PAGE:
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Micronutrients for Bone Health

The skeleton serves as a mineral storehouse for our bodies, acting primarily as a reserve for calcium and phosphorus. While it may seem like an inert structure, the skeleton is made of tissues and cells that are continually active throughout our lifetimes. Bones grow in size and shape during childhood, adolescence, and early adulthood. The replacement of old bone tissue by new bone tissue, known as a process called ‘remodeling’ – occurs throughout our lives. The remodeling phase consists of a constant process of bone resorption (breakdown) and formation, resulting in the replacement of old, damaged and brittle bone with new bone. During this process calcium and phosphorus are released into the circulation as needed.

(Two types of bone cells are involved in maintaining mineral balance in bone. Osteoclasts dissolve bone, liberating mineral into the blood stream. Osteoblasts build the bone matrix, depositing mineral onto a collagen protein matrix which acts as a scaffold or framework. If our bodies are mineral deficient, the resulting bone will also be low in mineral density)

Beginning around age 34, the rate of bone resorption exceeds that of formation, leading to an inevitable loss of bone mass with age. If bone mass falls to a critically low level, bone softening (osteomalacia), pre-osteoporosis (osteopenia), osteoporosis, and bone fracture can occur.

Nutrition and physical activity play important roles not only in building bone mass during childhood and young adulthood, but also helps to slow bone mineral loss as we age.

Calcium

Calcium, a major structural element in bones and teeth, contains 99% of the calcium in our bodies. This important mineral resides in blood and soft tissues and critically supports functions like muscle contraction, nerve impulse conduction, or constriction and relaxation of blood vessels.

Our bodies tightly regulate blood calcium concentrations. When calcium intake drops, calcium leaches from our bones in order to maintain normal calcium blood concentration. Therefore, adequate dietary calcium is critical to limit bone resorption (demineralization) and preserve skeletal integrity and health.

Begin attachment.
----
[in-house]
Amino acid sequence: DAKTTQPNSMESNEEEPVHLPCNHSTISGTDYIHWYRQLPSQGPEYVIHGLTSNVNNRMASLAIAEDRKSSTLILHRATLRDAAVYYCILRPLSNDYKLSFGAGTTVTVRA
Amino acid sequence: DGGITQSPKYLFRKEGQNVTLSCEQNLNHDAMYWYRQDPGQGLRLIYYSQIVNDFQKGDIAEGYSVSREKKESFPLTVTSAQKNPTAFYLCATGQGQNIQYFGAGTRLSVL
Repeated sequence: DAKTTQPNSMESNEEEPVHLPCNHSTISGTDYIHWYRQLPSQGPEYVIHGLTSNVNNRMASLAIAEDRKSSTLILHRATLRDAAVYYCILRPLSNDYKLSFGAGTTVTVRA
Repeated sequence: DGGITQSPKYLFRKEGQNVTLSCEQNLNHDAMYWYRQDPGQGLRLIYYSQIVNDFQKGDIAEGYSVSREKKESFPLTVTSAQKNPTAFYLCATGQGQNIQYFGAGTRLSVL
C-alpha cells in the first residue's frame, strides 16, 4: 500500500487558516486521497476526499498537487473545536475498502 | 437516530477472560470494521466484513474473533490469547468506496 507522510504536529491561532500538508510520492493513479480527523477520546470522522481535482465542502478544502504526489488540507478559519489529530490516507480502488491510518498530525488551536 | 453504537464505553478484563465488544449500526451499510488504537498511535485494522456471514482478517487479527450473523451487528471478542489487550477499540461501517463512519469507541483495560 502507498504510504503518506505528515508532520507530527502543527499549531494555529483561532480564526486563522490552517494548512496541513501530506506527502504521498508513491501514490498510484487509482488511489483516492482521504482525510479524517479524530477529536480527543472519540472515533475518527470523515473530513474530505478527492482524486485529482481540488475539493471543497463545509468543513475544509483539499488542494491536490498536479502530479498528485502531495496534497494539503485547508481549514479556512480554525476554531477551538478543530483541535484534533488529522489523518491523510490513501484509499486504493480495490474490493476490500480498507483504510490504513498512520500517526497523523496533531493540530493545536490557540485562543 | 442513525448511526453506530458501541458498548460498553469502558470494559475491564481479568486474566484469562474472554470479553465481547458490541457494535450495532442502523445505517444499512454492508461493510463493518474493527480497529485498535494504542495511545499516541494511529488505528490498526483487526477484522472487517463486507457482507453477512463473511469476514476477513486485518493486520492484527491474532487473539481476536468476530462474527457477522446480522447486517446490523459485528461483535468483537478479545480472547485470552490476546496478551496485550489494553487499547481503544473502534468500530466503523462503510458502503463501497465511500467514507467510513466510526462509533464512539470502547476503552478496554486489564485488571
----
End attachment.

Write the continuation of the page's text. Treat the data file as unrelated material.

Chronically low calcium intake in childhood and early adulthood prevents bone from reaching optimal mineral mass and density and will increase the risk for osteoporosis and bone fracture later in life. Low calcium intake as an adult can accelerate the decline in bone mineral density.

Vitamin D

An important function of vitamin D is to control the blood concentration of calcium and phosphorus in order to preserve normal physiological function. Very severe vitamin D deficiency causes rickets in children and osteomalacia in adults (which can lead to immune system disorders later in life as well).

Vitamin D is found naturally in only a few foods. The primary source of active vitamin D remains sunlight exposure (especially the UV portion of the light spectrum) via the conversion/synthesis of Vitamin D3. Unfortunately, sunscreen use effectively blocks vitamin D production in the skin. Supplementation may be needed in children and adults to reach recommended levels. The American Academy of Pediatrics advocates 400 IU/day of supplemental vitamin D for all infants, children, and adolescents. Adults are advised to take 2,000 IU daily. Physicians can perform blood tests to determine if our vitamin D status is low. Some studies have found that combining vitamin D and calcium supplementation in older adults can reduce the risk of fall or fracture.

Magnesium

About 60% of our magnesium is found in bone, where it influences the size and strength of the component crystals. Low magnesium intake has been associated with decreased osteoblastic and osteoclastic activity, osteopenia, bone fragility, and vitamin D resistance or reduction. In postmenopausal women, low magnesium intake also correlates with more rapid bone loss and lower bone mineral density.

Other micronutrients

Omega-3 fatty acids are a type of fat found primarily in fatty fish and fish oil, and in a Many other micronutrients work tenaciously to ensure our bone health, including fluoride, vitamins A, C, K, and some B vitamins. Some health behaviors such as reducing sodium (salt) intake while increasing that of potassium (for example, by eliminating processed foods and increasing fruit and vegetable intake) is likely to indirectly benefit bone health through improving overall health. In addition, physical activity provides great benefits for bone health during development and throughout life. Any amount of physical activity, even in the frail and elderly, provides some benefits for our bone health; with high intensity major muscle group strength training providing the greatest benefits when coupled with quality nutrients/nutraceuticals in a complex and clean, bioavailable form.

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